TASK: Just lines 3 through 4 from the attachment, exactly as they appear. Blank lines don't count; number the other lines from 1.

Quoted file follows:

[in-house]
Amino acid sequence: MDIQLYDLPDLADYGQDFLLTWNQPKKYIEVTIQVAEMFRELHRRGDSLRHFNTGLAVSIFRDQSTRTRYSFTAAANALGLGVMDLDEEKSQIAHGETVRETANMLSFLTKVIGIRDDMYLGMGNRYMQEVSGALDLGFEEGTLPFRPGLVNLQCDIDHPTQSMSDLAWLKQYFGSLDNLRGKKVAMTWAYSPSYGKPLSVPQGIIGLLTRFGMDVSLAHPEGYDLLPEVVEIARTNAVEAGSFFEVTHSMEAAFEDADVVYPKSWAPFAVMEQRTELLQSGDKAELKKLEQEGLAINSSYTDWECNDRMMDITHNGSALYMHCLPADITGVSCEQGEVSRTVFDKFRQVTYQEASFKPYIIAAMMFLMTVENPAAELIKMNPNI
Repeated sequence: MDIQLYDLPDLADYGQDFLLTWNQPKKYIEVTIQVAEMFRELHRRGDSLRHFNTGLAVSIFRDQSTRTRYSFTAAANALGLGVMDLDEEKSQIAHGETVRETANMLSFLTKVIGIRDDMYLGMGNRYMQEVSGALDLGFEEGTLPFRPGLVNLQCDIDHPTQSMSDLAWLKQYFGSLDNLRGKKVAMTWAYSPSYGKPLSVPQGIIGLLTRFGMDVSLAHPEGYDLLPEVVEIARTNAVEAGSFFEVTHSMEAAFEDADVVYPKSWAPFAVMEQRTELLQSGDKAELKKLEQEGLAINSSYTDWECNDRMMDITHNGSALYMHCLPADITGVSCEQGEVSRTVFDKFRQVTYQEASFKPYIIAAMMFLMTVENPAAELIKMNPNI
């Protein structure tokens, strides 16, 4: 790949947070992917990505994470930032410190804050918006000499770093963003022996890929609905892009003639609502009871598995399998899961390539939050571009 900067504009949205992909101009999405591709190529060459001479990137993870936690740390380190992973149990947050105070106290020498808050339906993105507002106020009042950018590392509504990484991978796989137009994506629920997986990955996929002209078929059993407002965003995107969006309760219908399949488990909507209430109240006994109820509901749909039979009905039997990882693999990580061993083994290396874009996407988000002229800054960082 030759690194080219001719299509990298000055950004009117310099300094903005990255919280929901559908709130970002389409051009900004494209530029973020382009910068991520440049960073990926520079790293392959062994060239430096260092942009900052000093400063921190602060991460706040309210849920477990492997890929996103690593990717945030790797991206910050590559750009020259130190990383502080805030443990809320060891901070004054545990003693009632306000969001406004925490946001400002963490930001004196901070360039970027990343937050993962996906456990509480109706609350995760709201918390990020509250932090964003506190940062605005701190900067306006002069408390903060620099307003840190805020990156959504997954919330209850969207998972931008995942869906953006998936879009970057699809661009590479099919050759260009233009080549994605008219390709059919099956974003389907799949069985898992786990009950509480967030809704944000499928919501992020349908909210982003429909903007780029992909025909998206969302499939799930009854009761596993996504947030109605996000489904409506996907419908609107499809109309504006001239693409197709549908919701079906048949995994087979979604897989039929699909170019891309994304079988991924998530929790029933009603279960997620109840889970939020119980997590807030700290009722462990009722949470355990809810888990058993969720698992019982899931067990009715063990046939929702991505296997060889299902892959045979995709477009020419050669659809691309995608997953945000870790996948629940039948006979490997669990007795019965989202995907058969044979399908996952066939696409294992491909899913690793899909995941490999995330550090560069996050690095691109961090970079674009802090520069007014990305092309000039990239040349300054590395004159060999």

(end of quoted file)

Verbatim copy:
Repeated sequence: MDIQLYDLPDLADYGQDFLLTWNQPKKYIEVTIQVAEMFRELHRRGDSLRHFNTGLAVSIFRDQSTRTRYSFTAAANALGLGVMDLDEEKSQIAHGETVRETANMLSFLTKVIGIRDDMYLGMGNRYMQEVSGALDLGFEEGTLPFRPGLVNLQCDIDHPTQSMSDLAWLKQYFGSLDNLRGKKVAMTWAYSPSYGKPLSVPQGIIGLLTRFGMDVSLAHPEGYDLLPEVVEIARTNAVEAGSFFEVTHSMEAAFEDADVVYPKSWAPFAVMEQRTELLQSGDKAELKKLEQEGLAINSSYTDWECNDRMMDITHNGSALYMHCLPADITGVSCEQGEVSRTVFDKFRQVTYQEASFKPYIIAAMMFLMTVENPAAELIKMNPNI
């Protein structure tokens, strides 16, 4: 790949947070992917990505994470930032410190804050918006000499770093963003022996890929609905892009003639609502009871598995399998899961390539939050571009 900067504009949205992909101009999405591709190529060459001479990137993870936690740390380190992973149990947050105070106290020498808050339906993105507002106020009042950018590392509504990484991978796989137009994506629920997986990955996929002209078929059993407002965003995107969006309760219908399949488990909507209430109240006994109820509901749909039979009905039997990882693999990580061993083994290396874009996407988000002229800054960082 030759690194080219001719299509990298000055950004009117310099300094903005990255919280929901559908709130970002389409051009900004494209530029973020382009910068991520440049960073990926520079790293392959062994060239430096260092942009900052000093400063921190602060991460706040309210849920477990492997890929996103690593990717945030790797991206910050590559750009020259130190990383502080805030443990809320060891901070004054545990003693009632306000969001406004925490946001400002963490930001004196901070360039970027990343937050993962996906456990509480109706609350995760709201918390990020509250932090964003506190940062605005701190900067306006002069408390903060620099307003840190805020990156959504997954919330209850969207998972931008995942869906953006998936879009970057699809661009590479099919050759260009233009080549994605008219390709059919099956974003389907799949069985898992786990009950509480967030809704944000499928919501992020349908909210982003429909903007780029992909025909998206969302499939799930009854009761596993996504947030109605996000489904409506996907419908609107499809109309504006001239693409197709549908919701079906048949995994087979979604897989039929699909170019891309994304079988991924998530929790029933009603279960997620109840889970939020119980997590807030700290009722462990009722949470355990809810888990058993969720698992019982899931067990009715063990046939929702991505296997060889299902892959045979995709477009020419050669659809691309995608997953945000870790996948629940039948006979490997669990007795019965989202995907058969044979399908996952066939696409294992491909899913690793899909995941490999995330550090560069996050690095691109961090970079674009802090520069007014990305092309000039990239040349300054590395004159060999």